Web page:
Super council bid prompts legal threat
PUBLISHED: 13:38 19 August 2008 | UPDATED: 22:12 15 June 2010
A LEGAL challenge could be mounted against proposals to abolish East Devon District Council and replace it with a 'super council - a move that could cost taxpayers thousands of pounds.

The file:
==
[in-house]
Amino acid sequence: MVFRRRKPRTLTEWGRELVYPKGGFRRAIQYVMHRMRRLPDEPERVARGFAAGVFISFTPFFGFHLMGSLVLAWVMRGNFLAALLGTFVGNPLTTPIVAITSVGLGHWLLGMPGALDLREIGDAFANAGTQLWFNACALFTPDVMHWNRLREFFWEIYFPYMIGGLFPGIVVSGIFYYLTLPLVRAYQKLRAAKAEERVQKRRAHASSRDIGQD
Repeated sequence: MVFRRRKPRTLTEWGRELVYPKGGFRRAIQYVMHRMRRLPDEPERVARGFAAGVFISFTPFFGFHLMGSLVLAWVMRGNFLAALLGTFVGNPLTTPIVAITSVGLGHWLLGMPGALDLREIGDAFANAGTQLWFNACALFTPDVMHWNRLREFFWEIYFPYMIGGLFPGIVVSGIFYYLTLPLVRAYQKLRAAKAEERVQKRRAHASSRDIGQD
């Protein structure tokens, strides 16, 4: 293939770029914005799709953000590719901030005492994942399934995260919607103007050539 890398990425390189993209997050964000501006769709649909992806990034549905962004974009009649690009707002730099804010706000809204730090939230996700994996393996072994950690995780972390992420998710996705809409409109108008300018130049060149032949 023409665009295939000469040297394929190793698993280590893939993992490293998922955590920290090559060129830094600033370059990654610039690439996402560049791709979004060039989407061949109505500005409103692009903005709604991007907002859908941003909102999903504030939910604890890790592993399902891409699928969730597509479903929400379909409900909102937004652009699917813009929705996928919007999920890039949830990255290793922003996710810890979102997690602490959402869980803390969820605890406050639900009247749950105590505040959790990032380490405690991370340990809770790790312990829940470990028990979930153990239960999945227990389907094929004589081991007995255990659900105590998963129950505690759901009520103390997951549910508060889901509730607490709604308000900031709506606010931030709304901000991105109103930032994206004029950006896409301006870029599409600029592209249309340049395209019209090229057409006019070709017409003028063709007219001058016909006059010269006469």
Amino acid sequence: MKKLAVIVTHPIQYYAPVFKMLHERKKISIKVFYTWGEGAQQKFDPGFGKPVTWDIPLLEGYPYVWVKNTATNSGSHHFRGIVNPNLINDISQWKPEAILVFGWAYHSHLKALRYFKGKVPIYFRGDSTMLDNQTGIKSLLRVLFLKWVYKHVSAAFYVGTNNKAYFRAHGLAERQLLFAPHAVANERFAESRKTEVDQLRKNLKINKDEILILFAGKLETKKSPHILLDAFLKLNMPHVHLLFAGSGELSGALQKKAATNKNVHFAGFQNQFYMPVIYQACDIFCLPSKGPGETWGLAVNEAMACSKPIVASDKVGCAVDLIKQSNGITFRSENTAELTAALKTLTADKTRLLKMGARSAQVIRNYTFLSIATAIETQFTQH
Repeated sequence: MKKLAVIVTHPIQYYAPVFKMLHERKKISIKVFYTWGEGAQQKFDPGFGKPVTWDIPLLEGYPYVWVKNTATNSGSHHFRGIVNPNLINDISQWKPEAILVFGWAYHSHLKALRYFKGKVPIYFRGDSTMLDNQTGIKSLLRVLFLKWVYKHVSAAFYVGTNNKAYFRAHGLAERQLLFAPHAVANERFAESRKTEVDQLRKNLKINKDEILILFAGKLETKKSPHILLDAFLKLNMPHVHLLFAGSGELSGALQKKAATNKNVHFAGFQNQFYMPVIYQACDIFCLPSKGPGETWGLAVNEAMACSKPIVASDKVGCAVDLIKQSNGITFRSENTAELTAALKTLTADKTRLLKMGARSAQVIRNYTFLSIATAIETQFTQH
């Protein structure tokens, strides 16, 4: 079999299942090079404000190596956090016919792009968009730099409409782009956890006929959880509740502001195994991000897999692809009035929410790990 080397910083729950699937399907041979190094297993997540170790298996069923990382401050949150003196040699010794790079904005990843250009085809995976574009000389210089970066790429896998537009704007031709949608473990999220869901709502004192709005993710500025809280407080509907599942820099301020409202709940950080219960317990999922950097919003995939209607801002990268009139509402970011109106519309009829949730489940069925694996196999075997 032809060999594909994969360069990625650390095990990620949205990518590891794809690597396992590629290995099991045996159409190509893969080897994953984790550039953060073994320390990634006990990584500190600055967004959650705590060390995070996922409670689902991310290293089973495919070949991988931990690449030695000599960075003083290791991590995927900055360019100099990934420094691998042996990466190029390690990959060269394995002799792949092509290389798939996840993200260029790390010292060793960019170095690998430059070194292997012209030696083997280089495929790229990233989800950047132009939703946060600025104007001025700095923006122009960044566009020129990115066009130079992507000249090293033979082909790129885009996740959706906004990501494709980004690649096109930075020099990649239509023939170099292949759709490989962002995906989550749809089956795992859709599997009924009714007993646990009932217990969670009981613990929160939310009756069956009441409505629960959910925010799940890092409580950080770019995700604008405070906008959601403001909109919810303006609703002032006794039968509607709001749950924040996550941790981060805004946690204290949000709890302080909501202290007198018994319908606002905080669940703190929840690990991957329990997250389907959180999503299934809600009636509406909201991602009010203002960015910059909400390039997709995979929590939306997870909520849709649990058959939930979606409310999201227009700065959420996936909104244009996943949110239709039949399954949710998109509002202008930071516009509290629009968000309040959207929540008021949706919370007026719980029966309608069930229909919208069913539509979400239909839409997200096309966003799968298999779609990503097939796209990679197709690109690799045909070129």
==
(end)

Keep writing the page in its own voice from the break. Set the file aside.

A LEGAL challenge could be mounted against proposals to abolish East Devon District Council and replace it with a 'super council - a move that could cost taxpayers thousands of pounds. A district council spokesman confirmed they are seriously considering a judicial review that could end up in the High Court, costing 'a five-figure sum.'The Boundary Committee is consulting on draft proposals to scrap all eight of Devon's district councils and create a gigantic single authority, responsible for running services currently delivered by county and district councils.EDDC is writing to Archie Gall, director of the Boundary Committee, and to Hazel Blears, Secretary of State at the Department of Communities and Local Government.Specifically district lawyers will argue that Ms Blear's request for a unitary proposal was not legal, that the proposals do not address affordability -one of the five key criteria referred to in Exeter's failed bid for self determination last year - and their refusal to consider a 'two-tier' option."If the response is not acceptable to the council, it can apply to a judge in the High Court, who would then consider the challenge and make a judgement," said the council spokesman."This process involves barristers and, if the court hearing is lengthy, the cost could run into a five-figure sum."Ironically, EDDC leader Councillor Sara Randall Johnson said, they were encouraging residents to look at the proposals, what they would mean and what it could cost: "It's one thing to have a new system of local government foisted on us if all the experts feel it is better in every way than the current arrangement. "But we believe the proposal and the poorly-detailed evidence supporting it are fundamentally flawed.""The idea of a single council running Devon, an area larger than Greater London and chunks of its neighbouring counties, seems to us absurd. Bigger does not mean more efficient - it means more remote and less democratic. "The proposed judicial review is not a decision we have taken lightly. We know that it can be an expensive exercise, but we have to use all means at our disposal to stop this ridiculous idea being adopted and in the long run that will ensure better value services for everyone in East Devon. "We are not alone in our concerns. "Many other Devon districts share our worries and councils in Norfolk and Suffolk are mounting a legal challenge to similar proposals in their areas.